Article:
march, 2022

202231mar(mar 31)12:00 am07may(may 7)11:59 pmGeorge Adams Gallery | 03/31/22 - 05/07/22 | Hitchhikers and a Sandal Shop | Doug Biggert | Chelsea


March 31 (Thursday) 12:00 am - May 7 (Saturday) 11:59 pm


George Adams Gallery

531 West 26th Street First Floor New York 10001 United States


George Adams Gallery 531 West 26th Street First Floor New York 10001 United States

Event Details

Art Exhbition
George Adams Gallery
531 West 26th Street First Floor New York 10001 United States


The exhibition encompasses two distinct bodies of work each the product of years spent documenting chance encounters. The first is a series of portraits of hitchhikers Biggert has picked up on his travels predominately along I-80 and Route 49 in Northern California beginning in the early 1970s. The second features patrons who frequented Socrates Sandal shop on West Balboa Boulevard in Newport Harbor CA from 1968-1972. Over forty snapshots from the Hitchhikers series – which runs to approximately 450 images over almost three decades – will be on view across both galleries. In addition a small cross-section of the Sandal Shop images will be presented at the George Adams Gallery along with a documentary short produced about the artist Beautiful America from 2008.
Starting around 1973 Biggert began hosting a twice-weekly late-night jazz program at KVMR a radio station out of Nevada City CA. Driving his green VW Bug on his commute to and from San Francisco and later Sacramento he began picking up hitchhikers for company and taking informal portraits of his passengers. Biggert continued this practice for decades keeping the photos in a binder in the VW to show his would-be subjects by way of explaining his motives. Over the years the project expanded well beyond his regular commute through the Gold Country with the result that these snapshot portraits capture not only an itinerant population of young teens college kids tourists and down and outers but also the look of an evolving America from the ’70s onward. For decades Biggert has been drawn to the margins of society; his photographic impulses have lead him to document countless examples of the kind of visual placeholders that have long signified subcultures such as graffiti bumper stickers and hand-painted street signs. In life as in his art his boundless curiosity is as much the connoisseur’s as the cataloguer where images are just one facet of the collections he has amassed. Yet while Biggert rarely sought to create a record of a time or a place by simply being present he offers an insight into a kind of alternative lifestyle that so defined a generation and a region.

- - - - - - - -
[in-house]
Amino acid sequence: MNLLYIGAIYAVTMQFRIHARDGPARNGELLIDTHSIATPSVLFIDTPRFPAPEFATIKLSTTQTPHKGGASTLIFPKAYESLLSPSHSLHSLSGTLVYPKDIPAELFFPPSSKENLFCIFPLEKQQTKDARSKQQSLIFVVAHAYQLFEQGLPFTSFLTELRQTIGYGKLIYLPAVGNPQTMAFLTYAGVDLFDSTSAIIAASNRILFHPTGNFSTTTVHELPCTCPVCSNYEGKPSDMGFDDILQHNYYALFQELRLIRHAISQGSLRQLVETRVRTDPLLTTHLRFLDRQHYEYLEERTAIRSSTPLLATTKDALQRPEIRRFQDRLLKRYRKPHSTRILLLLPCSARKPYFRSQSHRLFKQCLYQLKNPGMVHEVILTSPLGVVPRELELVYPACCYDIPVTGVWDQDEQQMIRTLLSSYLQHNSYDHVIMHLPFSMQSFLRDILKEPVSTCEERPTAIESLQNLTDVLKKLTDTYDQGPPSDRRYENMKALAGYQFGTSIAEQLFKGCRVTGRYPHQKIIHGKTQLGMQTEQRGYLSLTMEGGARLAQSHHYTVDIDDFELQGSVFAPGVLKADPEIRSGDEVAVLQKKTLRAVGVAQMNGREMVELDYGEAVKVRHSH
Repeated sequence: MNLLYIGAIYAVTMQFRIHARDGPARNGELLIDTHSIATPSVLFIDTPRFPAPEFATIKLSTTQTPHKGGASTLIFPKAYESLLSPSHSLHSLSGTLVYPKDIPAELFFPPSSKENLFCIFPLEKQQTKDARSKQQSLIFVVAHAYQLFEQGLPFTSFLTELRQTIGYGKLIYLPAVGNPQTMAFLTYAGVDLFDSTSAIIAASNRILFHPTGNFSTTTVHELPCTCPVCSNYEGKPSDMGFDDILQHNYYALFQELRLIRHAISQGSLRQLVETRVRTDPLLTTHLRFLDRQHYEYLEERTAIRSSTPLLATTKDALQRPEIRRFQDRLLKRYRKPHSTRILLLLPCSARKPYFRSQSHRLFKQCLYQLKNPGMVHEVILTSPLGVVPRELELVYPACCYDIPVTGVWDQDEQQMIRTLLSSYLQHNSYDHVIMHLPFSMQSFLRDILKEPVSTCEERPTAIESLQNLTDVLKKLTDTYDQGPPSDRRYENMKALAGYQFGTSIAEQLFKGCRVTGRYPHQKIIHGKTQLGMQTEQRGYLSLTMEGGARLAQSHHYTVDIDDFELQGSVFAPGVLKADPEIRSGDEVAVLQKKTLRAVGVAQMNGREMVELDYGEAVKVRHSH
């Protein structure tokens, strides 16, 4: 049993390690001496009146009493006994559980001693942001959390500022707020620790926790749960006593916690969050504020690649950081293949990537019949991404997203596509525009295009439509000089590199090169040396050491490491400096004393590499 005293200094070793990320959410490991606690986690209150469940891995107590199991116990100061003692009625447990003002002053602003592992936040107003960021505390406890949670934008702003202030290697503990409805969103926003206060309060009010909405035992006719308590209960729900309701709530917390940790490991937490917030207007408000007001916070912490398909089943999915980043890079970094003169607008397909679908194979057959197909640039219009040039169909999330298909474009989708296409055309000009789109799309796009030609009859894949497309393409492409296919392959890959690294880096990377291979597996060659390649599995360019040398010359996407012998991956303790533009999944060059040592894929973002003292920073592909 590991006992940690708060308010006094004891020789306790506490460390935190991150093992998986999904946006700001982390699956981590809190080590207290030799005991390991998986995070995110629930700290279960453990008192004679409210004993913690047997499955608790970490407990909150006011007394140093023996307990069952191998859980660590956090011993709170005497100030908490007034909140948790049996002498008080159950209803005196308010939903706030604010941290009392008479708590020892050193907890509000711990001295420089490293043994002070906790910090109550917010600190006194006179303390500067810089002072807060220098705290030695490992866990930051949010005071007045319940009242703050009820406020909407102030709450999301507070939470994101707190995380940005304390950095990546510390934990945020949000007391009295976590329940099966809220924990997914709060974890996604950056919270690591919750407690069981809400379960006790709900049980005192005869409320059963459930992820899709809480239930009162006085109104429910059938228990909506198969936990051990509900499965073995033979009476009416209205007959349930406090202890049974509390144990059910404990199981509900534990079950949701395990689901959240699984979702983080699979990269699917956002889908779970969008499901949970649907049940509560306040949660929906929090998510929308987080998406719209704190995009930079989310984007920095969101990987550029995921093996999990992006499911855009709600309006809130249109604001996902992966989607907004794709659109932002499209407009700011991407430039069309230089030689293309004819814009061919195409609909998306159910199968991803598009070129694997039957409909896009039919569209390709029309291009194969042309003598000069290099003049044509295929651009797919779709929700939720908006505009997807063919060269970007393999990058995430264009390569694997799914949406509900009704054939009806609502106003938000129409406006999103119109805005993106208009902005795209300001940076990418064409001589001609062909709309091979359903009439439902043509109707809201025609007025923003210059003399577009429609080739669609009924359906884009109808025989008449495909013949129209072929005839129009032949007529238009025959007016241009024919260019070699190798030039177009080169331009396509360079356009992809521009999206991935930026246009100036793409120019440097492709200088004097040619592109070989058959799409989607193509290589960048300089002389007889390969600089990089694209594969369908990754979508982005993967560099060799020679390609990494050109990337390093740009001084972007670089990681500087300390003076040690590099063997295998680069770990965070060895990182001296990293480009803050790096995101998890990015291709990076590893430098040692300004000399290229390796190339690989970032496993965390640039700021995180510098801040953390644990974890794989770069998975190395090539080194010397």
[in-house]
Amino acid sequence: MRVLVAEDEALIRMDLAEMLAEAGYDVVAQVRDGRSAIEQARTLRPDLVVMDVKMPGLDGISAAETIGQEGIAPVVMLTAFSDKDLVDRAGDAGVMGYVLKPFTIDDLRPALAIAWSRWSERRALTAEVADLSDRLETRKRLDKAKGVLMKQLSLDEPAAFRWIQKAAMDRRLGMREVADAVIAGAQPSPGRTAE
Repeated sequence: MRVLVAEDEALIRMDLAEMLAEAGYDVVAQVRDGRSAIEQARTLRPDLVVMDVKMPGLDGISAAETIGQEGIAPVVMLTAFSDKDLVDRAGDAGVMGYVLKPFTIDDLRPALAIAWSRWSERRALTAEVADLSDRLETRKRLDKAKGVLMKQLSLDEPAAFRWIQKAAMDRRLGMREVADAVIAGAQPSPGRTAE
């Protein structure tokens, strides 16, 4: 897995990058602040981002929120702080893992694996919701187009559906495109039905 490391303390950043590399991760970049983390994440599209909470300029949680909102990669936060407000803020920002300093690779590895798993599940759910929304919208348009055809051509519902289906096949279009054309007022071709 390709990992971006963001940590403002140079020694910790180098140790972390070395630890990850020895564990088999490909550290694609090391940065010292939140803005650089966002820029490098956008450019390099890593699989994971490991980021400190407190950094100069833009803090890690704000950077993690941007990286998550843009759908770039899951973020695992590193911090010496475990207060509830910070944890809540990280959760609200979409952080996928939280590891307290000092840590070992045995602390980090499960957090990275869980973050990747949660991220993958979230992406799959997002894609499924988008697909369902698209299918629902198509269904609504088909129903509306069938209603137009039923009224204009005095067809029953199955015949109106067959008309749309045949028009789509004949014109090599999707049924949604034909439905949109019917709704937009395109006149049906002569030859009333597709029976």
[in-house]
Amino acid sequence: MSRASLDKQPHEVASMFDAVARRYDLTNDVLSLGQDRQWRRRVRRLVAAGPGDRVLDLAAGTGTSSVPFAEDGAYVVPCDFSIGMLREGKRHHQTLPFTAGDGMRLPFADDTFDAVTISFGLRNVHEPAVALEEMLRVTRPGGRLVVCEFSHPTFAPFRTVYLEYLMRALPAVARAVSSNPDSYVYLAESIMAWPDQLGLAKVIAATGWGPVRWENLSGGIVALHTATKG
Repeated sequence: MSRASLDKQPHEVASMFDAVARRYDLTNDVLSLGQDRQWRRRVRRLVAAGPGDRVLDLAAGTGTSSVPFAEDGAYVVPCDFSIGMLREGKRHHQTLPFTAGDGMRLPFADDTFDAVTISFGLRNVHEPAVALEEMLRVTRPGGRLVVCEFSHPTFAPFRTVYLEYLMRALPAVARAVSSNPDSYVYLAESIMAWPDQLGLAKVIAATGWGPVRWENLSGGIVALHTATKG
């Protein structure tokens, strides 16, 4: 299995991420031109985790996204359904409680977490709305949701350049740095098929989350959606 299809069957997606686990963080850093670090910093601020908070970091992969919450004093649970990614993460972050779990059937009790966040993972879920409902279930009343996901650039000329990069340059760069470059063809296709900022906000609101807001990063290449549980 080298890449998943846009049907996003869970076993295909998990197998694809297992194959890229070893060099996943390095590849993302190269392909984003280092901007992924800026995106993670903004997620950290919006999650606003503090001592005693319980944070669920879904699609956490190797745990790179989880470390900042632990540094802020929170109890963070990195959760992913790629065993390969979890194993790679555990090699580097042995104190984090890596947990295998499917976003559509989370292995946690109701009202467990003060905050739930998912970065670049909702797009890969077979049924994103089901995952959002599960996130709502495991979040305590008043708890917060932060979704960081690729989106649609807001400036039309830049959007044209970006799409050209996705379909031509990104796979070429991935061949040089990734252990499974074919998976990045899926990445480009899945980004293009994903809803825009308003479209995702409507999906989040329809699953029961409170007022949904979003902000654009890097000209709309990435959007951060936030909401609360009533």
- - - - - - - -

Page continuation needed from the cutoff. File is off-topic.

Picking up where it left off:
The Sandal Shop series was Biggert’s first major photographic undertaking consisting of mainly portraits taken at the sandal shop near Balboa Beach where he worked from about 1968 until 1972. During his tenure at the shop – employment was perhaps too strong a term – Biggert began regularly photographing customers with a Kodak Instamatic he kept on hand for just this purpose. The snapshots would then be displayed in the store in time growing to more than 1400 images. What began as a casual pastime came to form an idiosyncratic record of life in Southern California at an inflection point of social and political change. The photographs caught the attention of Tom Garver then director of the Newport Harbor Museum (now the Orange County Museum of Art) leading to Biggert’s first exhibition A Sandalshop Wall in 1972.